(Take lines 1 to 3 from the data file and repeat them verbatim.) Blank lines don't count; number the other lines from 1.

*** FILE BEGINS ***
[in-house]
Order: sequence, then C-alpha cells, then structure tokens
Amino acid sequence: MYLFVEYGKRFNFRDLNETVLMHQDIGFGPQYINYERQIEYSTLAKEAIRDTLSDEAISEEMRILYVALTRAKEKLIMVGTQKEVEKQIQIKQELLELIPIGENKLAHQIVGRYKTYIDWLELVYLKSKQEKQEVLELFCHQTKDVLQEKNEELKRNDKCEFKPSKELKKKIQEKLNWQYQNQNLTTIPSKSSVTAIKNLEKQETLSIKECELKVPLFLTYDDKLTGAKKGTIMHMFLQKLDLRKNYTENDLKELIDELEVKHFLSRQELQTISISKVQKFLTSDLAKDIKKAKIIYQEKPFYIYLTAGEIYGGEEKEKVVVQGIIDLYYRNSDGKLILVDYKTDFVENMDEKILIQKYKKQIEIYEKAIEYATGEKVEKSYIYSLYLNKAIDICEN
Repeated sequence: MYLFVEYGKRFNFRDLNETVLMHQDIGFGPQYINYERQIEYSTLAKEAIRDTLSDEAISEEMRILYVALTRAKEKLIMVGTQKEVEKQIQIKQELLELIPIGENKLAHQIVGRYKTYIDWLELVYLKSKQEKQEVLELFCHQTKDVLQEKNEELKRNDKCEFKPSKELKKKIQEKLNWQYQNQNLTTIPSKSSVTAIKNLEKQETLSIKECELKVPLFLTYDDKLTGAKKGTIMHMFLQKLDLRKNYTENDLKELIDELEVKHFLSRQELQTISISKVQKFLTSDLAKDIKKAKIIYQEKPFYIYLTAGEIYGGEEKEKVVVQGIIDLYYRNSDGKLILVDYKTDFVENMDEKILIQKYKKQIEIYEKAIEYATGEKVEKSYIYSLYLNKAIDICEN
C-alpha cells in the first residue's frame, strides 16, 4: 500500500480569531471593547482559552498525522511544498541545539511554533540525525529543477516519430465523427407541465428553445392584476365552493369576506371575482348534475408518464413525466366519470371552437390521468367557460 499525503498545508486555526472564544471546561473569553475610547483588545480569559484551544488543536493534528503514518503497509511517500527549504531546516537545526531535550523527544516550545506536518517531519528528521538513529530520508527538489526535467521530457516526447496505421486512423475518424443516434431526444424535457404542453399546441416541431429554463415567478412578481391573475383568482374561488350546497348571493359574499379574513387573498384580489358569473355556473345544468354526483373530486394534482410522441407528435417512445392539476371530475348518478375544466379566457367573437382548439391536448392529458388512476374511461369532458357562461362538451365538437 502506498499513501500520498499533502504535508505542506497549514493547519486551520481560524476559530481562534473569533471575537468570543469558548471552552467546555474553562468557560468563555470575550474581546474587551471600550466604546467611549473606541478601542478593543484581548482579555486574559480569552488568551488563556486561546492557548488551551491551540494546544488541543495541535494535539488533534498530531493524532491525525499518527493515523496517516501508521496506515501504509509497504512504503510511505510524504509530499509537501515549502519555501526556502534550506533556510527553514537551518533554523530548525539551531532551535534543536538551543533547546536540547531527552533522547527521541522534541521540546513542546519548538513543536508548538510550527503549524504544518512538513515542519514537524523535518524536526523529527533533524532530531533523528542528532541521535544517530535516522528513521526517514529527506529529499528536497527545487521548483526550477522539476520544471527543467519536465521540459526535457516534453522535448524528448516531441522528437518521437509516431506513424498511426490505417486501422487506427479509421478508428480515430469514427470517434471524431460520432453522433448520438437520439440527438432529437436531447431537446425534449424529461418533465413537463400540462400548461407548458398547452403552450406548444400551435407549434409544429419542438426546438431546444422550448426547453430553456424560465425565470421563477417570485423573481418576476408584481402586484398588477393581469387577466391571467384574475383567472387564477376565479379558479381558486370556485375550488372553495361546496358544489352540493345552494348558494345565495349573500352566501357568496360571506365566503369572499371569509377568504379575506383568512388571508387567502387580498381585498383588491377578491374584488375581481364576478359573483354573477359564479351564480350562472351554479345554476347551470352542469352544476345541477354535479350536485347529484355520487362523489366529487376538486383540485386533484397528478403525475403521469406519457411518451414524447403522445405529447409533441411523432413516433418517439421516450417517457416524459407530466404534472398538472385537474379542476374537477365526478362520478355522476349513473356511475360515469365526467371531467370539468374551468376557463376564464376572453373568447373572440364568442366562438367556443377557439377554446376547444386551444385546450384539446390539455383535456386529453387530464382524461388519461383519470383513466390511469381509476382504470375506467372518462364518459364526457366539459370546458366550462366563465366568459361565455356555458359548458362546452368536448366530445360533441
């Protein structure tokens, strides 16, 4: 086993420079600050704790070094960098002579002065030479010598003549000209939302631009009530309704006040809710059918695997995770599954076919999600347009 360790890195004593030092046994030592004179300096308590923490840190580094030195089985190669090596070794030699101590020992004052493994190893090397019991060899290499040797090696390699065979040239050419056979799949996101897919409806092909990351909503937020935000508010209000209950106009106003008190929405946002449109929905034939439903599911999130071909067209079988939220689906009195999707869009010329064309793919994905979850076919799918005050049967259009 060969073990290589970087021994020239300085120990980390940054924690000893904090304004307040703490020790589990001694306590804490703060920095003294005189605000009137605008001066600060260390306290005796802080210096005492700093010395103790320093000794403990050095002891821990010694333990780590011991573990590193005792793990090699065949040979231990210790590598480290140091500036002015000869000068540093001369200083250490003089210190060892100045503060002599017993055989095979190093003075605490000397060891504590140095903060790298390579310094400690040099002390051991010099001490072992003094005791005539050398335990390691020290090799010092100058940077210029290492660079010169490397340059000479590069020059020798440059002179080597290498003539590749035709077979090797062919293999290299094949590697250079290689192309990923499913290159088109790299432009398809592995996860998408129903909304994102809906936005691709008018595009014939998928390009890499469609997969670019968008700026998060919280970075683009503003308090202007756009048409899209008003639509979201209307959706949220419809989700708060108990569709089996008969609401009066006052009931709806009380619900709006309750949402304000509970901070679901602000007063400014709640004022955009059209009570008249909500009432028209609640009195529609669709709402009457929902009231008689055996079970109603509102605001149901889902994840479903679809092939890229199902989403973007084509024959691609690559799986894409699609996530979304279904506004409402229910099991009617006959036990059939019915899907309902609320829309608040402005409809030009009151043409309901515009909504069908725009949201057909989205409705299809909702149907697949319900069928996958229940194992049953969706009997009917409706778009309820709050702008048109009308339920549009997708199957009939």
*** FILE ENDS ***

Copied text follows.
[in-house]
Order: sequence, then C-alpha cells, then structure tokens
Amino acid sequence: MYLFVEYGKRFNFRDLNETVLMHQDIGFGPQYINYERQIEYSTLAKEAIRDTLSDEAISEEMRILYVALTRAKEKLIMVGTQKEVEKQIQIKQELLELIPIGENKLAHQIVGRYKTYIDWLELVYLKSKQEKQEVLELFCHQTKDVLQEKNEELKRNDKCEFKPSKELKKKIQEKLNWQYQNQNLTTIPSKSSVTAIKNLEKQETLSIKECELKVPLFLTYDDKLTGAKKGTIMHMFLQKLDLRKNYTENDLKELIDELEVKHFLSRQELQTISISKVQKFLTSDLAKDIKKAKIIYQEKPFYIYLTAGEIYGGEEKEKVVVQGIIDLYYRNSDGKLILVDYKTDFVENMDEKILIQKYKKQIEIYEKAIEYATGEKVEKSYIYSLYLNKAIDICEN